Friday, May 9

Research Confirms: Social Networking Just Like the Rest of the Internet

A variety of new reports on Social Networking came out this week, all confirming the obvious:

Big generalist sites like MySpace and Facebook still dominate (just like the big content portals of AOL, Yahoo, YouTube, etc.). Niche networking sites are growing (just like their predecessors -- niche blogs, niche content sites, niche video sites).

And mobile is going to be a category killer at some, um, point in the near, maybe far, future. We assume. Look over there! A mobile beta program! With a banner on it!

Facebook is getting all the hype right now, but MySpace continues to dominate:
Hitwise reports that received 73.82% of the market share of U.S. visits in April 2008 among a custom category of 57 of the leading social networking websites. Among the top 10 social networking websites, Facebook ranked second by the market share of visits with 4.8%, followed by MyYearbook, which received 1.33%.
All that debate over Facebook Beacons, and they only get 4.8% of the traffic? Damn hype engines.

Which is too bad, since most marketers know that MySpace is a sink hole for online advertising. Too much clutter, terrible CTRs, limited opportunities for branded content. MySpace TV has more opportunities but even News Corp, MySpace's owner, admitted they have some problems right now attracting advertisers to the largest social network site on the planet.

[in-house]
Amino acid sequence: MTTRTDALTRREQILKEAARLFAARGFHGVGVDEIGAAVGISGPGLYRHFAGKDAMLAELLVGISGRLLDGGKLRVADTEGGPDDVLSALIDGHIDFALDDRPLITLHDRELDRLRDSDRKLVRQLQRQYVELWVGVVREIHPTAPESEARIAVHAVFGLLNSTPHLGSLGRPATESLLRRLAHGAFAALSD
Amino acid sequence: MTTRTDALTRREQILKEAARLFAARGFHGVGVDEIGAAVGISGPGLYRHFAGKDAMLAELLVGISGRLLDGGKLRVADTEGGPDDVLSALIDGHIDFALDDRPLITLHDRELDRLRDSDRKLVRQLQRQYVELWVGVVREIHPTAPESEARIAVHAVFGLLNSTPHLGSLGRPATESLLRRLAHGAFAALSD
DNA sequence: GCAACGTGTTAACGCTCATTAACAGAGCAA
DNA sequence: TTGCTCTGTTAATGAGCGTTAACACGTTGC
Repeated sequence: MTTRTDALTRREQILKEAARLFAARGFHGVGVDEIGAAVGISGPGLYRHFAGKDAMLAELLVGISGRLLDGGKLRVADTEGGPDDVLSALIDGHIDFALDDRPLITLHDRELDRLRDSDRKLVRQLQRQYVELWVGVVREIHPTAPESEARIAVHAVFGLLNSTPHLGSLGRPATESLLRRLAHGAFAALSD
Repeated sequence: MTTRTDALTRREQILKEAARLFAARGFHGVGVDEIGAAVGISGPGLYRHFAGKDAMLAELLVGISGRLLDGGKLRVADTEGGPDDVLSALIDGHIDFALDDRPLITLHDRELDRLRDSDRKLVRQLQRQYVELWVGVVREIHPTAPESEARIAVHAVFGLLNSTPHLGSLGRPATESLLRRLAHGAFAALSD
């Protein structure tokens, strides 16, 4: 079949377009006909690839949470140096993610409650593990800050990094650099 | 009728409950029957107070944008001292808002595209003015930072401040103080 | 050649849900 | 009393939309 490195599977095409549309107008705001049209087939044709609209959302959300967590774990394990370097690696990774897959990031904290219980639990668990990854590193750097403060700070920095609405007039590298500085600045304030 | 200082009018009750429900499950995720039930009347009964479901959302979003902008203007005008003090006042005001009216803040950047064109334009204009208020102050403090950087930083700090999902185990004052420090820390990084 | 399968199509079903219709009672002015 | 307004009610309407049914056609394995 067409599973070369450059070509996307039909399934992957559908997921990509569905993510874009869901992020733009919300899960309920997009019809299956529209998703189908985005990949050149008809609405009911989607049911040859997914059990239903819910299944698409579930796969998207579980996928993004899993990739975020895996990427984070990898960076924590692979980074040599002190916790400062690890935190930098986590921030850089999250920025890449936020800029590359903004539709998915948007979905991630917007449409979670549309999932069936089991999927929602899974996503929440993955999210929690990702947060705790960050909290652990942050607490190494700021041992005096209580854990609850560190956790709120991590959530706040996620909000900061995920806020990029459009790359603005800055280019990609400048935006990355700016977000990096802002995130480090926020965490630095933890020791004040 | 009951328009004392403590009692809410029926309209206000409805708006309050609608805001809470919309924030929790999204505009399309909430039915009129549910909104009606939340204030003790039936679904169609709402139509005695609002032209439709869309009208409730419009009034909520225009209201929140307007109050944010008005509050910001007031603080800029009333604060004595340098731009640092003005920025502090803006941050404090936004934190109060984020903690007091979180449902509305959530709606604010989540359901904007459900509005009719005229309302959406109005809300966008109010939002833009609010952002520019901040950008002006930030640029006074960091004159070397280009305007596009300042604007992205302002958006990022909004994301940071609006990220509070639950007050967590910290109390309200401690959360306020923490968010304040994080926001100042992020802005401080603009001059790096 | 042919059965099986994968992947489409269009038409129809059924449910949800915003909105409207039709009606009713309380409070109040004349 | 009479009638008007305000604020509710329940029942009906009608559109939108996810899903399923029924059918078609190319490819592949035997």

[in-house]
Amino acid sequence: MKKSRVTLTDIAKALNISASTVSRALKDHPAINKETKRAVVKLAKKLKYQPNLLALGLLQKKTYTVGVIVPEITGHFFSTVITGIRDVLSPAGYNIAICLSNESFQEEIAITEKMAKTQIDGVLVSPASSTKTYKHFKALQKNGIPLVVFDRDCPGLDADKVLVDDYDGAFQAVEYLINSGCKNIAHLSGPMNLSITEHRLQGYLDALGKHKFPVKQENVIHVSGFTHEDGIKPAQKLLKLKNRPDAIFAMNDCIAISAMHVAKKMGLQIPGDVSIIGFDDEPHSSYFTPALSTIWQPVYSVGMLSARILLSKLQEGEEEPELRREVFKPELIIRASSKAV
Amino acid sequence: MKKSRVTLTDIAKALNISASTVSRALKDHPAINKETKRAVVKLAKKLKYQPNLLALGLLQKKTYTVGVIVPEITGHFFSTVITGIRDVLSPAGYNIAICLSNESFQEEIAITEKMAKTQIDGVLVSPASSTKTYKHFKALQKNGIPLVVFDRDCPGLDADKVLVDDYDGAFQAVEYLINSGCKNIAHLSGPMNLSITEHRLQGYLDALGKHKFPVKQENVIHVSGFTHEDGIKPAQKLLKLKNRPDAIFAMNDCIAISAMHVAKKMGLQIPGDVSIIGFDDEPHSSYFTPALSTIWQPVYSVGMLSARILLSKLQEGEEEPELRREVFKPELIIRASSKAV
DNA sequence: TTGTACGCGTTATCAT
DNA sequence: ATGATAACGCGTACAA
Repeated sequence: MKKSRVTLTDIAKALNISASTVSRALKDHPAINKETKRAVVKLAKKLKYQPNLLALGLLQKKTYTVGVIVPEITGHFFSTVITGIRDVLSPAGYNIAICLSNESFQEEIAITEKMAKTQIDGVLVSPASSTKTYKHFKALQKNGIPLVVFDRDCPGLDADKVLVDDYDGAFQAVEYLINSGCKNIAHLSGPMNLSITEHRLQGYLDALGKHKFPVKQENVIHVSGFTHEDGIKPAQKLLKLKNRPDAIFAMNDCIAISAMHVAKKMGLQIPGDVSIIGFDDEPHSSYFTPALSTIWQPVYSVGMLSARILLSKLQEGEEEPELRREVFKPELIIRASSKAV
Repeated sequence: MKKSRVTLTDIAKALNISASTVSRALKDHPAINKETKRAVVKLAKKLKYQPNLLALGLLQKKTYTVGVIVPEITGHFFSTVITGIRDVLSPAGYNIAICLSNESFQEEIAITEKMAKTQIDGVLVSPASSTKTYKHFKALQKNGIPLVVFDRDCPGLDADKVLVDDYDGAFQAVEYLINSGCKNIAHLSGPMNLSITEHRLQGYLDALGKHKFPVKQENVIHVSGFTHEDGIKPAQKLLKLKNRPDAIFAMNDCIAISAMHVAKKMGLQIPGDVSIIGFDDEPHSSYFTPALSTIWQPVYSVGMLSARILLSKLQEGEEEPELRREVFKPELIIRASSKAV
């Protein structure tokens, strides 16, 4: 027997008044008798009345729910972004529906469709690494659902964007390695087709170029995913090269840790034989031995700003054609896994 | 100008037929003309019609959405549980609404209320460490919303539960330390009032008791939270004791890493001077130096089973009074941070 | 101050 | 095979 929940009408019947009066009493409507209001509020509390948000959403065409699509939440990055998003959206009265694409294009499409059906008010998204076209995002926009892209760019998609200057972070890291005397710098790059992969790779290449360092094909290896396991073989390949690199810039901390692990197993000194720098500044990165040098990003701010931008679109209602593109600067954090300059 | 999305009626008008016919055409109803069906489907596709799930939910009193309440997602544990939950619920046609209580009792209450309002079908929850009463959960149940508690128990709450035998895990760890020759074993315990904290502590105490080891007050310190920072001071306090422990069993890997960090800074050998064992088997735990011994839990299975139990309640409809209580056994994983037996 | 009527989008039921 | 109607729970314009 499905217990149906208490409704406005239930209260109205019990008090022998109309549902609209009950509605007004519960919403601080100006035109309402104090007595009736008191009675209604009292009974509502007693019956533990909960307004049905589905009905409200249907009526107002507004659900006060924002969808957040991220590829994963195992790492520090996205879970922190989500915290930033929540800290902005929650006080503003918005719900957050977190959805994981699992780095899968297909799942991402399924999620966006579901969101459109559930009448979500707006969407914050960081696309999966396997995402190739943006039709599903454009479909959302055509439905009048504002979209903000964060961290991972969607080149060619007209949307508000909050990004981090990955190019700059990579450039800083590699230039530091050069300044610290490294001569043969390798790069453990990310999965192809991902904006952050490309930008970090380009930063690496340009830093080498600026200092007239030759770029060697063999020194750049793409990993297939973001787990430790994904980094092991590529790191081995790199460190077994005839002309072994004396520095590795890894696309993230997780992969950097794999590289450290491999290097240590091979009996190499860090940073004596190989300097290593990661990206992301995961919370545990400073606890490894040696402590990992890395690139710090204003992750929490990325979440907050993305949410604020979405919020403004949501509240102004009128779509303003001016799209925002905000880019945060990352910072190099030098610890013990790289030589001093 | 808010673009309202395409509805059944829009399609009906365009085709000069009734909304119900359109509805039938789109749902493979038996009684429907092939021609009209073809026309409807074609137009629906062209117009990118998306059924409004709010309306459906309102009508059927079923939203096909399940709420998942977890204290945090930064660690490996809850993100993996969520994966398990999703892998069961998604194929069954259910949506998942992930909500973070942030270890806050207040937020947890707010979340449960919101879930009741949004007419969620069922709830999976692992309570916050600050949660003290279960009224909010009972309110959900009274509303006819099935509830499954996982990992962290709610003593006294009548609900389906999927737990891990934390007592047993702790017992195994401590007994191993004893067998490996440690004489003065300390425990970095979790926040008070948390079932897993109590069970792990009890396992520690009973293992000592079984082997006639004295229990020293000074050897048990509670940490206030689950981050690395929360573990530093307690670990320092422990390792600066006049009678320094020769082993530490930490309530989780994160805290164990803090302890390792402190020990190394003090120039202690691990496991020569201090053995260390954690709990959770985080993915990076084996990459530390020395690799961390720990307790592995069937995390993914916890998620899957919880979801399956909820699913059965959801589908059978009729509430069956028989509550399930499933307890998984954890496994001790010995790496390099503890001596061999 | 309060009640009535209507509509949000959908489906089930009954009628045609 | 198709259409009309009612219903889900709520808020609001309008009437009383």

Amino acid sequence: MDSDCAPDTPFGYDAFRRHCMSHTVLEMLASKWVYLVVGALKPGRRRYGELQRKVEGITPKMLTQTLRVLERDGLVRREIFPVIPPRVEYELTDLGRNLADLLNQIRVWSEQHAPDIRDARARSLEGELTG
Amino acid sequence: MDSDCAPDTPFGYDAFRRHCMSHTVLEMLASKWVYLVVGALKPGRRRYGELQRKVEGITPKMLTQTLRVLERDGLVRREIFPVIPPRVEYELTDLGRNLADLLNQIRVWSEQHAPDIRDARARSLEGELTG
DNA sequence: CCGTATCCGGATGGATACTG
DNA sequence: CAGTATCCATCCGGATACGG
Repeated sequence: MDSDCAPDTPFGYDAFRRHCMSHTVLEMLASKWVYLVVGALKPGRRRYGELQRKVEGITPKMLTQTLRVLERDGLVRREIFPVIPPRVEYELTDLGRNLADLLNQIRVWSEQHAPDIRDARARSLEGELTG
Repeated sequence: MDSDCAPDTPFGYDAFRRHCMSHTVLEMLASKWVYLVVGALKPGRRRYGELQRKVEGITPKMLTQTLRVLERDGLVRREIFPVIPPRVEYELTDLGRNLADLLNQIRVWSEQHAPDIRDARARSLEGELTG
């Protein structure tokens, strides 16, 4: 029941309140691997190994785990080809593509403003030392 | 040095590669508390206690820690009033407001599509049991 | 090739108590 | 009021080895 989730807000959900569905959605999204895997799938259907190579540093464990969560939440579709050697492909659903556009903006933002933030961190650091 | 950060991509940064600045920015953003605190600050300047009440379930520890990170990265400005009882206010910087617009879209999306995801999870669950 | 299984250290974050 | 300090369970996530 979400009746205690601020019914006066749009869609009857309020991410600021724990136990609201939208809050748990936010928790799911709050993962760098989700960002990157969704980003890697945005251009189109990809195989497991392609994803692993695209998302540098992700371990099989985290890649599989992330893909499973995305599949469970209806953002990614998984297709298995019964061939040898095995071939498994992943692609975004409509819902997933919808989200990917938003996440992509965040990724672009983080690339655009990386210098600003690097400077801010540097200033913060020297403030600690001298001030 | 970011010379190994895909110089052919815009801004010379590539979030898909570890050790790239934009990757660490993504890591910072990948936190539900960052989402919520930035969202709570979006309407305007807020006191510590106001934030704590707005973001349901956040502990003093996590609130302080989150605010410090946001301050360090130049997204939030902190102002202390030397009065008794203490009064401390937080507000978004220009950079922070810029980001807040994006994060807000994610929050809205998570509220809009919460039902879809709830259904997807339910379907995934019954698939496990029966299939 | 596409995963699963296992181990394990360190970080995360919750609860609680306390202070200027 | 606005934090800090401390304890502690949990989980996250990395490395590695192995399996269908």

But despite the dominance of the big social networks sites, here's a recent report about the growing area of niche community sites. Which may be a more accurate place to spend your client's marketing dollars:
Large numbers of US Internet users joined online communities last year, and membership in such groups is now a mainstream activity. Nearly half of US Internet users surveyed for the USC Annenberg School Center for the Digital Future's "2008 Digital Future Project" report said they belonged to a hobby-oriented online community. A full 41% of respondents belonged to an online social community, and one-third belonged to an online professional community.
If you haven't been to Ning yet, then put that on your list of sites to throw out during buzzword presentations. Especially if you can add that the founder also created the web browser. Not a web browser, the web browser.

And Mobile continues to try to become the new access point, like the baby brother who keeps wanting to tag along on your trip to the mall:

eMarketer forecasts that mobile social networking will grow from 82 million users in 2007 to over 800 million worldwide by 2012.

"This population will comprise current online social networkers who are extending their digital lives to mobile as well as a growing number of mobile-only social networkers," said John du Pre Gauntt, eMarketer senior analyst and co-author of the new report, Mobile Social Networks. "Early reports suggest strong user demand for mobile social networks."

Poor Mobile. Still trying to break away from phrases such as "forecasts" and "early reports suggest" and "maybe kind of sort of we think."

Finally, just for fun, what happens when the virtual world blurs into the real world:


Anonymous said...

I think the time is up for Facebook and for the big social networks such as MySpace generally. I tend to spend more time on niche social networks related to my many interests. For the ones on Ning I only need one sign in. OpenID will also make it easier to use different networks. I've found some really cool ones on

Ivan said...

Youur the best